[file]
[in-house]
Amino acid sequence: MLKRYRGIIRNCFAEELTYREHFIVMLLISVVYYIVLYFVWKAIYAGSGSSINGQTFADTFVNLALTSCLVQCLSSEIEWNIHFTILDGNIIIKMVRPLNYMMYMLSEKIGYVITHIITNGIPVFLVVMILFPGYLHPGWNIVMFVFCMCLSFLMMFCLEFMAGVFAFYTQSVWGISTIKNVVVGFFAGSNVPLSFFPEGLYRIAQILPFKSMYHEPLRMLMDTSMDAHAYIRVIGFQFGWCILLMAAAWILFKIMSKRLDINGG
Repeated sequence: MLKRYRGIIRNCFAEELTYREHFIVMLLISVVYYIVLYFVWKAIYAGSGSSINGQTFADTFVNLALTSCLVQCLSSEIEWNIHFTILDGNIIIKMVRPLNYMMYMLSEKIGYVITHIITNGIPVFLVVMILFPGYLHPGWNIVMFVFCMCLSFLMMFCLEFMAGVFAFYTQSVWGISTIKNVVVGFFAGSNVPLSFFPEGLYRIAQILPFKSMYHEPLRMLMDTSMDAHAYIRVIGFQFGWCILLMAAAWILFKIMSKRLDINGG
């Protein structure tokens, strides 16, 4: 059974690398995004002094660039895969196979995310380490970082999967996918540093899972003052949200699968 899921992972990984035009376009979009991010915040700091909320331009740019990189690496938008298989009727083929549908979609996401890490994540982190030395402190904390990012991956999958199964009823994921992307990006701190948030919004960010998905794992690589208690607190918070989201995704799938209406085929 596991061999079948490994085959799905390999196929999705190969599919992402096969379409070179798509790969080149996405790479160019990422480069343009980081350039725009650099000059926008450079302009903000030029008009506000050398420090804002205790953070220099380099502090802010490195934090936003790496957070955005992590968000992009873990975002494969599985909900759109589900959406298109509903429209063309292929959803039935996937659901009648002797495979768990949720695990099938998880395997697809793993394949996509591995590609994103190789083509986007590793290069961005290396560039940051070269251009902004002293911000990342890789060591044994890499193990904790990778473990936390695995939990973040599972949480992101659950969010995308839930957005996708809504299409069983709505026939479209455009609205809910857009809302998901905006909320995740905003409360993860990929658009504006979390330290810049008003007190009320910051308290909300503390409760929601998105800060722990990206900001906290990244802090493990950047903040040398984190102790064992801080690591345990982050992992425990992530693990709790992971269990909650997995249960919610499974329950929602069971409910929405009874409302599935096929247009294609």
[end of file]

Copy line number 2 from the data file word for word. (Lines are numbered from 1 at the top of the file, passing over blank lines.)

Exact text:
Amino acid sequence: MLKRYRGIIRNCFAEELTYREHFIVMLLISVVYYIVLYFVWKAIYAGSGSSINGQTFADTFVNLALTSCLVQCLSSEIEWNIHFTILDGNIIIKMVRPLNYMMYMLSEKIGYVITHIITNGIPVFLVVMILFPGYLHPGWNIVMFVFCMCLSFLMMFCLEFMAGVFAFYTQSVWGISTIKNVVVGFFAGSNVPLSFFPEGLYRIAQILPFKSMYHEPLRMLMDTSMDAHAYIRVIGFQFGWCILLMAAAWILFKIMSKRLDINGG